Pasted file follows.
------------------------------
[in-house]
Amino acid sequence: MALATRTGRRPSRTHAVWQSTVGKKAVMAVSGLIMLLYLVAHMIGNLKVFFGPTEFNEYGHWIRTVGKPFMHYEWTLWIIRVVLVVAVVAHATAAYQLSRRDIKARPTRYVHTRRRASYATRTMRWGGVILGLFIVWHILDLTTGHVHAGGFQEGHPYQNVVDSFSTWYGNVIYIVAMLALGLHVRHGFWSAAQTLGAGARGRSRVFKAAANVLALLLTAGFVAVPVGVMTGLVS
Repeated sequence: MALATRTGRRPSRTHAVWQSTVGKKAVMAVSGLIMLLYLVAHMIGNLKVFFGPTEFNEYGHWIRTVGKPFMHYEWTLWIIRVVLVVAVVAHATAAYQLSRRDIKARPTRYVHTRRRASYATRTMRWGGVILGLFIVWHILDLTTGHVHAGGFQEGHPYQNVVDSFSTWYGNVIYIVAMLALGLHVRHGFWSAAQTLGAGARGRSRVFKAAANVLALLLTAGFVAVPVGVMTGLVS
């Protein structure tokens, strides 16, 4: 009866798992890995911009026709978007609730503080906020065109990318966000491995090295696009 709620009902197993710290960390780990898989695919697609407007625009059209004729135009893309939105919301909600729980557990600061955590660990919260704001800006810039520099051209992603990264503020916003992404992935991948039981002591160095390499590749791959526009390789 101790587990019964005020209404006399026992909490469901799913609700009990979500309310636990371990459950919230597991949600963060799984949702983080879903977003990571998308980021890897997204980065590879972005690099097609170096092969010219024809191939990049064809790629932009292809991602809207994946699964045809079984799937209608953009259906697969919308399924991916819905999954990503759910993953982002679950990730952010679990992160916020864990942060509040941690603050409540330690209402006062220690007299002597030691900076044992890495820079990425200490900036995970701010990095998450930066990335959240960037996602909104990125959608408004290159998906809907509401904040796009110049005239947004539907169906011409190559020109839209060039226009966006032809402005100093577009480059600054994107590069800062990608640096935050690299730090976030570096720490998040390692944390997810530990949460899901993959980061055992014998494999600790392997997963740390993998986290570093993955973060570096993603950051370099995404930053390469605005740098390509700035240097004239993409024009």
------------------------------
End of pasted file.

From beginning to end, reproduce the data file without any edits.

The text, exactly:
[in-house]
Amino acid sequence: MALATRTGRRPSRTHAVWQSTVGKKAVMAVSGLIMLLYLVAHMIGNLKVFFGPTEFNEYGHWIRTVGKPFMHYEWTLWIIRVVLVVAVVAHATAAYQLSRRDIKARPTRYVHTRRRASYATRTMRWGGVILGLFIVWHILDLTTGHVHAGGFQEGHPYQNVVDSFSTWYGNVIYIVAMLALGLHVRHGFWSAAQTLGAGARGRSRVFKAAANVLALLLTAGFVAVPVGVMTGLVS
Repeated sequence: MALATRTGRRPSRTHAVWQSTVGKKAVMAVSGLIMLLYLVAHMIGNLKVFFGPTEFNEYGHWIRTVGKPFMHYEWTLWIIRVVLVVAVVAHATAAYQLSRRDIKARPTRYVHTRRRASYATRTMRWGGVILGLFIVWHILDLTTGHVHAGGFQEGHPYQNVVDSFSTWYGNVIYIVAMLALGLHVRHGFWSAAQTLGAGARGRSRVFKAAANVLALLLTAGFVAVPVGVMTGLVS
């Protein structure tokens, strides 16, 4: 009866798992890995911009026709978007609730503080906020065109990318966000491995090295696009 709620009902197993710290960390780990898989695919697609407007625009059209004729135009893309939105919301909600729980557990600061955590660990919260704001800006810039520099051209992603990264503020916003992404992935991948039981002591160095390499590749791959526009390789 101790587990019964005020209404006399026992909490469901799913609700009990979500309310636990371990459950919230597991949600963060799984949702983080879903977003990571998308980021890897997204980065590879972005690099097609170096092969010219024809191939990049064809790629932009292809991602809207994946699964045809079984799937209608953009259906697969919308399924991916819905999954990503759910993953982002679950990730952010679990992160916020864990942060509040941690603050409540330690209402006062220690007299002597030691900076044992890495820079990425200490900036995970701010990095998450930066990335959240960037996602909104990125959608408004290159998906809907509401904040796009110049005239947004539907169906011409190559020109839209060039226009966006032809402005100093577009480059600054994107590069800062990608640096935050690299730090976030570096720490998040390692944390997810530990949460899901993959980061055992014998494999600790392997997963740390993998986290570093993955973060570096993603950051370099995404930053390469605005740098390509700035240097004239993409024009």